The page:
As technology use increases due to people using computers and Internet access for business and personal reasons, there has also been an increase in malicious software (or “malware”). Malware is most known for its ability to wreak havoc on both a user’s computer and the network that it has infected.
While some problems caused by malware infection often include such annoyances as computer and network slowness, more serious problems include network breaches facilitated by malware on company computers.
Types of Malware
There are several types of malware, the most common of which are viruses, worms, trojans, and rootkits.
Viruses and Worms: Both viruses and worms are infectious, which means that they can and will spread to other computers. Viruses spread when they are accessed or run, while worms can spread without additional user intervention.
Trojans and Rootkits: These are malware programs that conceal their true identity. Trojans are usually embedded in another program and are installed by a user who does not realize what they are installing is harmful. Rootkits are a means of hiding the malware from the user. A rootkit allows the program the ability to continue by either hiding within the operating system or by thwarting attempts at removal if detected.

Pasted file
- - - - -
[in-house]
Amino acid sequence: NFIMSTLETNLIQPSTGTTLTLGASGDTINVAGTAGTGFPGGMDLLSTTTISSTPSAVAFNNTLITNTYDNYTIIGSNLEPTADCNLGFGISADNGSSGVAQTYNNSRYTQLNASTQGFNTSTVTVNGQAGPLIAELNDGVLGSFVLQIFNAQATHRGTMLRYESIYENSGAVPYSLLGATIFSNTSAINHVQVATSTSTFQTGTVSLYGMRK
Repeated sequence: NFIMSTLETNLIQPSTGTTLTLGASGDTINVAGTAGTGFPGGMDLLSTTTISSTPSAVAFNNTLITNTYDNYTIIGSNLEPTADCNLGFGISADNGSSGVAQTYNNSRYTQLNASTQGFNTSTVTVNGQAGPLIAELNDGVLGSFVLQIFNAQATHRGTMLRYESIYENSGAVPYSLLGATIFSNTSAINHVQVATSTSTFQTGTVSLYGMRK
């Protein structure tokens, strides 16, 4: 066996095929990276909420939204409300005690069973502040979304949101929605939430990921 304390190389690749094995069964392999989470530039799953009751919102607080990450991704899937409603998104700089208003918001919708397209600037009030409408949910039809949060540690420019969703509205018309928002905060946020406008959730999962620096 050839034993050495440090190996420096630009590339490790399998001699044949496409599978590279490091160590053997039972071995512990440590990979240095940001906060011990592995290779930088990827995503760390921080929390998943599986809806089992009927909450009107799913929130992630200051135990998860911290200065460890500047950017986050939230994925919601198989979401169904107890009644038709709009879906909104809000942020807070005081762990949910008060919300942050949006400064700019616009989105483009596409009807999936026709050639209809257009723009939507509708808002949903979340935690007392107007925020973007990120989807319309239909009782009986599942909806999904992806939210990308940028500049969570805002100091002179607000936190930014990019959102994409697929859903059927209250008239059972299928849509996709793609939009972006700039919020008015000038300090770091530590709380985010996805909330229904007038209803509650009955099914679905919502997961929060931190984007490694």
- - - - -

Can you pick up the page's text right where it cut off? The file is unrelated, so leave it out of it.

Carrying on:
How Malware Gets In
Malware can be introduced into a network in a number of different ways. Users are often unaware that they have allowed malware onto their computer and network until it is too late. Common infection scenarios include downloading e-mail attachments from an unknown source, downloading files on the Internet, or visiting untrusted websites.
To ensure and protect the integrity of your network, you need to reduce the threat of malware. Here are some tips to help: